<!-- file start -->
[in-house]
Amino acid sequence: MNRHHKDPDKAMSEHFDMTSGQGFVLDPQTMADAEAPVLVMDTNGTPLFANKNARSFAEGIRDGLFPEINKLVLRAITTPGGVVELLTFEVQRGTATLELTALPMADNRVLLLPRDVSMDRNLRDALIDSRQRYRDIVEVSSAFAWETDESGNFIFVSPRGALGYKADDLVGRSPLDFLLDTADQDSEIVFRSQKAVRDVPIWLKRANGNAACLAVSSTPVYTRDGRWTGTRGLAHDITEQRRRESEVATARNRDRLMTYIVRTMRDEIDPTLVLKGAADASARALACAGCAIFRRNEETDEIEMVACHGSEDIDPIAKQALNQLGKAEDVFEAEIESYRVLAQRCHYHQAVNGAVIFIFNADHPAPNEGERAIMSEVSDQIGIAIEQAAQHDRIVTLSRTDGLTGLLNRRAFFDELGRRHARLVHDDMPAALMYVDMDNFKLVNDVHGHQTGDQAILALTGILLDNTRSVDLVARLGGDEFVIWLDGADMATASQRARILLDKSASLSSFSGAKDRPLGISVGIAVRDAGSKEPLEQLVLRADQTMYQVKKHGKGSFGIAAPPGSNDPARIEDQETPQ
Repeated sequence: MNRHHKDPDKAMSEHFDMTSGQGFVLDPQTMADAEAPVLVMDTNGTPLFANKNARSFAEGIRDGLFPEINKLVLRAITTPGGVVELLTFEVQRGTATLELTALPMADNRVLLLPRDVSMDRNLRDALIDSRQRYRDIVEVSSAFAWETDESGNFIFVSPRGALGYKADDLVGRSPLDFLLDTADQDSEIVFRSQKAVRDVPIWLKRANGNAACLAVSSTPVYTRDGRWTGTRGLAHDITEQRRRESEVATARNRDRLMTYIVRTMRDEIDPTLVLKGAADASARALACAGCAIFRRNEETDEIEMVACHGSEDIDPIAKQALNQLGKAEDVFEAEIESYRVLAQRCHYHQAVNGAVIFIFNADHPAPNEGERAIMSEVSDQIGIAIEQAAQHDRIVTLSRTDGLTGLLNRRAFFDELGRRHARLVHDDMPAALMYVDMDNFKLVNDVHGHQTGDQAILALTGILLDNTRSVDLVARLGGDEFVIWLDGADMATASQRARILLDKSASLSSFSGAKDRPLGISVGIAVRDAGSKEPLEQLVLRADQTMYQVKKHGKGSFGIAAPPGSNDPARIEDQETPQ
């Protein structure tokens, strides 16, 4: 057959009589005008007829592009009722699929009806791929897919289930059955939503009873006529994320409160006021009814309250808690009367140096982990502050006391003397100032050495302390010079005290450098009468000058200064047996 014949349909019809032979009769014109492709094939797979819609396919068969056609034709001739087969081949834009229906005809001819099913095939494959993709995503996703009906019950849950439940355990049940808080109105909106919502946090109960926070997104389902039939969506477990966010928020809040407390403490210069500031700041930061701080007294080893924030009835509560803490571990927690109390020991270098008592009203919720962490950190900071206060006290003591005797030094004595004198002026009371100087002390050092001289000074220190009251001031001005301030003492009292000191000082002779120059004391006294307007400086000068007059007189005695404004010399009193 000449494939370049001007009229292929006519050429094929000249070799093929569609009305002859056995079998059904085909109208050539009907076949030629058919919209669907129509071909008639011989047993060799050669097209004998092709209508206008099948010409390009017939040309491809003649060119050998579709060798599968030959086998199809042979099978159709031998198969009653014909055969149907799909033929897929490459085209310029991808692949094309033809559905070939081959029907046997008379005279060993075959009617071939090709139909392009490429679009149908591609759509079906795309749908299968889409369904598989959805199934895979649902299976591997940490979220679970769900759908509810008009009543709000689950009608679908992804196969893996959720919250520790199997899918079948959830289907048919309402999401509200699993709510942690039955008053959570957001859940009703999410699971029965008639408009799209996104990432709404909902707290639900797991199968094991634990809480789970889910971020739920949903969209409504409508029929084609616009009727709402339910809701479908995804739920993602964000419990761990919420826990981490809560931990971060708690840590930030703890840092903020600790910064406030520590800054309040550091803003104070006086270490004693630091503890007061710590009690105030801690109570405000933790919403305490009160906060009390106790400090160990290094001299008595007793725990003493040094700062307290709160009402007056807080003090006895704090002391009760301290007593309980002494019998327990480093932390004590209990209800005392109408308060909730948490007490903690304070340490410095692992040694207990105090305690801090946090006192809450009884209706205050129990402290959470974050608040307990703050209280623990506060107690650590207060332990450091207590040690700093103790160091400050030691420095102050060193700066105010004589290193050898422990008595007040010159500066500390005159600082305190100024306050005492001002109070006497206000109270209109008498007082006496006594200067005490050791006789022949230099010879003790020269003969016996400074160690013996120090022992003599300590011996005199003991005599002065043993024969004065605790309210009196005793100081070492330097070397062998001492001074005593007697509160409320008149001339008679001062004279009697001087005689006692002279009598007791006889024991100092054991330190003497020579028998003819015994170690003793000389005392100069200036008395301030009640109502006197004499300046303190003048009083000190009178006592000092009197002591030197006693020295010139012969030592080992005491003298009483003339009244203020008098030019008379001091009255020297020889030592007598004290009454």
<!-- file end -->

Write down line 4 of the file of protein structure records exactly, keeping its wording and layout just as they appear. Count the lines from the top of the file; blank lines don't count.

């Protein structure tokens, strides 16, 4: 057959009589005008007829592009009722699929009806791929897919289930059955939503009873006529994320409160006021009814309250808690009367140096982990502050006391003397100032050495302390010079005290450098009468000058200064047996 014949349909019809032979009769014109492709094939797979819609396919068969056609034709001739087969081949834009229906005809001819099913095939494959993709995503996703009906019950849950439940355990049940808080109105909106919502946090109960926070997104389902039939969506477990966010928020809040407390403490210069500031700041930061701080007294080893924030009835509560803490571990927690109390020991270098008592009203919720962490950190900071206060006290003591005797030094004595004198002026009371100087002390050092001289000074220190009251001031001005301030003492009292000191000082002779120059004391006294307007400086000068007059007189005695404004010399009193 000449494939370049001007009229292929006519050429094929000249070799093929569609009305002859056995079998059904085909109208050539009907076949030629058919919209669907129509071909008639011989047993060799050669097209004998092709209508206008099948010409390009017939040309491809003649060119050998579709060798599968030959086998199809042979099978159709031998198969009653014909055969149907799909033929897929490459085209310029991808692949094309033809559905070939081959029907046997008379005279060993075959009617071939090709139909392009490429679009149908591609759509079906795309749908299968889409369904598989959805199934895979649902299976591997940490979220679970769900759908509810008009009543709000689950009608679908992804196969893996959720919250520790199997899918079948959830289907048919309402999401509200699993709510942690039955008053959570957001859940009703999410699971029965008639408009799209996104990432709404909902707290639900797991199968094991634990809480789970889910971020739920949903969209409504409508029929084609616009009727709402339910809701479908995804739920993602964000419990761990919420826990981490809560931990971060708690840590930030703890840092903020600790910064406030520590800054309040550091803003104070006086270490004693630091503890007061710590009690105030801690109570405000933790919403305490009160906060009390106790400090160990290094001299008595007793725990003493040094700062307290709160009402007056807080003090006895704090002391009760301290007593309980002494019998327990480093932390004590209990209800005392109408308060909730948490007490903690304070340490410095692992040694207990105090305690801090946090006192809450009884209706205050129990402290959470974050608040307990703050209280623990506060107690650590207060332990450091207590040690700093103790160091400050030691420095102050060193700066105010004589290193050898422990008595007040010159500066500390005159600082305190100024306050005492001002109070006497206000109270209109008498007082006496006594200067005490050791006789022949230099010879003790020269003969016996400074160690013996120090022992003599300590011996005199003991005599002065043993024969004065605790309210009196005793100081070492330097070397062998001492001074005593007697509160409320008149001339008679001062004279009697001087005689006692002279009598007791006889024991100092054991330190003497020579028998003819015994170690003793000389005392100069200036008395301030009640109502006197004499300046303190003048009083000190009178006592000092009197002591030197006693020295010139012969030592080992005491003298009483003339009244203020008098030019008379001091009255020297020889030592007598004290009454």